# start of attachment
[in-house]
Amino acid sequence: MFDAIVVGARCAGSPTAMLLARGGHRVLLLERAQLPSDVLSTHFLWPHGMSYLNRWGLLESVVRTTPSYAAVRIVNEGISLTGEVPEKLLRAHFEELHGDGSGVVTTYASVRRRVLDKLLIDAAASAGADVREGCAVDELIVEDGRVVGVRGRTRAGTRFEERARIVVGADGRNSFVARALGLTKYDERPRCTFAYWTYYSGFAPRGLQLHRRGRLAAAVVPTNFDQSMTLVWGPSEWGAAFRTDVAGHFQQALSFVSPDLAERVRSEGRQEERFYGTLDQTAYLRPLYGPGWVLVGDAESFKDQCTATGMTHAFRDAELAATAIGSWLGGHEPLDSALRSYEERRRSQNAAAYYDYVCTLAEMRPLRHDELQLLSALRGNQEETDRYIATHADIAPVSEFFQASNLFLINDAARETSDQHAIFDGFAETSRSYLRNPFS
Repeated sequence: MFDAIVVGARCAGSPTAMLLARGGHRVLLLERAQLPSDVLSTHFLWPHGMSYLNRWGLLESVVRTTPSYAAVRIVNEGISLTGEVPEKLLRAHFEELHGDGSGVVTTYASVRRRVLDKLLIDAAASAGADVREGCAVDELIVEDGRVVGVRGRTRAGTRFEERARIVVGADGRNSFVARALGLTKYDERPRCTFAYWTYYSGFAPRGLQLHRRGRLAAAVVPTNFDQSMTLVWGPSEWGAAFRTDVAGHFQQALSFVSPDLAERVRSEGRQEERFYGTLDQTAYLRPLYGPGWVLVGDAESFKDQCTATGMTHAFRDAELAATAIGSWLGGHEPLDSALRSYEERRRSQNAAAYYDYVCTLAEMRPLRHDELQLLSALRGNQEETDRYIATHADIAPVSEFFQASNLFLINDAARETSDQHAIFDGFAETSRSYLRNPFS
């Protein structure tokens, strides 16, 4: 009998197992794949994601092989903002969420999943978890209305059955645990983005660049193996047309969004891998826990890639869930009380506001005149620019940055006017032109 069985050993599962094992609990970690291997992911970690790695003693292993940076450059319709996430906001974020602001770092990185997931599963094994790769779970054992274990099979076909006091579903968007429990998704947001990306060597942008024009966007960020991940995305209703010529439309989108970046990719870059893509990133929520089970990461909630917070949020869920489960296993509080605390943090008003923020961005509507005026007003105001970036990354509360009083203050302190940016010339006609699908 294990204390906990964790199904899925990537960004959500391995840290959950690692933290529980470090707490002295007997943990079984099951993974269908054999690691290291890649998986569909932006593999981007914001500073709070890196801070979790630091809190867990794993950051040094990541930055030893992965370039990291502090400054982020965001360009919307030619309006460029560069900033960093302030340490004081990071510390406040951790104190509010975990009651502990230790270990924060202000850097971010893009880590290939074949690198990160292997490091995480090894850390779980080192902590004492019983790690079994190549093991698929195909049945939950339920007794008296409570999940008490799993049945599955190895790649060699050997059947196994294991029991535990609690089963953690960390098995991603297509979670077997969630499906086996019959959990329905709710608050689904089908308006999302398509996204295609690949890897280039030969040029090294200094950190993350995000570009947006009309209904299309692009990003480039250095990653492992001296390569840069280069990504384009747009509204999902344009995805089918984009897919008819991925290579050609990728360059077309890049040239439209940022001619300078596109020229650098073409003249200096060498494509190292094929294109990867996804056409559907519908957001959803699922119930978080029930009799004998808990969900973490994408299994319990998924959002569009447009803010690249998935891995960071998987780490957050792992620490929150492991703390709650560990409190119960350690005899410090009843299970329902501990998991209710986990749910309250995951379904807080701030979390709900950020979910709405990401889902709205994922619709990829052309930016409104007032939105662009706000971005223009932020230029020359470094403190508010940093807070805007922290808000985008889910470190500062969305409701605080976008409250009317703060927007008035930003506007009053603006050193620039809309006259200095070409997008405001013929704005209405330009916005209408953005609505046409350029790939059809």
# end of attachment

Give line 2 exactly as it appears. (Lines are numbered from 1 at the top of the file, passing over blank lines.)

Amino acid sequence: MFDAIVVGARCAGSPTAMLLARGGHRVLLLERAQLPSDVLSTHFLWPHGMSYLNRWGLLESVVRTTPSYAAVRIVNEGISLTGEVPEKLLRAHFEELHGDGSGVVTTYASVRRRVLDKLLIDAAASAGADVREGCAVDELIVEDGRVVGVRGRTRAGTRFEERARIVVGADGRNSFVARALGLTKYDERPRCTFAYWTYYSGFAPRGLQLHRRGRLAAAVVPTNFDQSMTLVWGPSEWGAAFRTDVAGHFQQALSFVSPDLAERVRSEGRQEERFYGTLDQTAYLRPLYGPGWVLVGDAESFKDQCTATGMTHAFRDAELAATAIGSWLGGHEPLDSALRSYEERRRSQNAAAYYDYVCTLAEMRPLRHDELQLLSALRGNQEETDRYIATHADIAPVSEFFQASNLFLINDAARETSDQHAIFDGFAETSRSYLRNPFS